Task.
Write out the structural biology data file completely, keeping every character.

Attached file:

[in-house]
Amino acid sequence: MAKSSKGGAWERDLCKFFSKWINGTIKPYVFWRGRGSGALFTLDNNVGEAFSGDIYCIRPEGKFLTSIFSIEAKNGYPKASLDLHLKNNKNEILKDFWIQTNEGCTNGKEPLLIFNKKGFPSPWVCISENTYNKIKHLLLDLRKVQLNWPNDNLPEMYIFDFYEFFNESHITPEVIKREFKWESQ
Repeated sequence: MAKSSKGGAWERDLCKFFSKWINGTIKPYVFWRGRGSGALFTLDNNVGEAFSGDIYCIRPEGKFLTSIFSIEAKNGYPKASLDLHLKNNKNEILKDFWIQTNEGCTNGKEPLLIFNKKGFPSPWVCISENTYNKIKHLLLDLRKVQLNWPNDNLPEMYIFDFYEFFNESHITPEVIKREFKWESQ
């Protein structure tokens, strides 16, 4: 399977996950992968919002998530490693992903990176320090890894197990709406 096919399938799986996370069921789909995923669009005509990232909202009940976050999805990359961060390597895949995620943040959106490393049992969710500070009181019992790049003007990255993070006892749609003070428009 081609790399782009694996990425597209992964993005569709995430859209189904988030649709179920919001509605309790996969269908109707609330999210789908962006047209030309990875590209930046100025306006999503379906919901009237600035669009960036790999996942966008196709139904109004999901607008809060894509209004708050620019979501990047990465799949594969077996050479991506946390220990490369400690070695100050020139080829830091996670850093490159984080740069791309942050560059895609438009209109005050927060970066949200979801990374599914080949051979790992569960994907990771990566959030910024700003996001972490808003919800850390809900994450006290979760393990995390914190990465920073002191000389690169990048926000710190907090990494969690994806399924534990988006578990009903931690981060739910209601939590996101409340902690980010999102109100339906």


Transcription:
[in-house]
Amino acid sequence: MAKSSKGGAWERDLCKFFSKWINGTIKPYVFWRGRGSGALFTLDNNVGEAFSGDIYCIRPEGKFLTSIFSIEAKNGYPKASLDLHLKNNKNEILKDFWIQTNEGCTNGKEPLLIFNKKGFPSPWVCISENTYNKIKHLLLDLRKVQLNWPNDNLPEMYIFDFYEFFNESHITPEVIKREFKWESQ
Repeated sequence: MAKSSKGGAWERDLCKFFSKWINGTIKPYVFWRGRGSGALFTLDNNVGEAFSGDIYCIRPEGKFLTSIFSIEAKNGYPKASLDLHLKNNKNEILKDFWIQTNEGCTNGKEPLLIFNKKGFPSPWVCISENTYNKIKHLLLDLRKVQLNWPNDNLPEMYIFDFYEFFNESHITPEVIKREFKWESQ
């Protein structure tokens, strides 16, 4: 399977996950992968919002998530490693992903990176320090890894197990709406 096919399938799986996370069921789909995923669009005509990232909202009940976050999805990359961060390597895949995620943040959106490393049992969710500070009181019992790049003007990255993070006892749609003070428009 081609790399782009694996990425597209992964993005569709995430859209189904988030649709179920919001509605309790996969269908109707609330999210789908962006047209030309990875590209930046100025306006999503379906919901009237600035669009960036790999996942966008196709139904109004999901607008809060894509209004708050620019979501990047990465799949594969077996050479991506946390220990490369400690070695100050020139080829830091996670850093490159984080740069791309942050560059895609438009209109005050927060970066949200979801990374599914080949051979790992569960994907990771990566959030910024700003996001972490808003919800850390809900994450006290979760393990995390914190990465920073002191000389690169990048926000710190907090990494969690994806399924534990988006578990009903931690981060739910209601939590996101409340902690980010999102109100339906």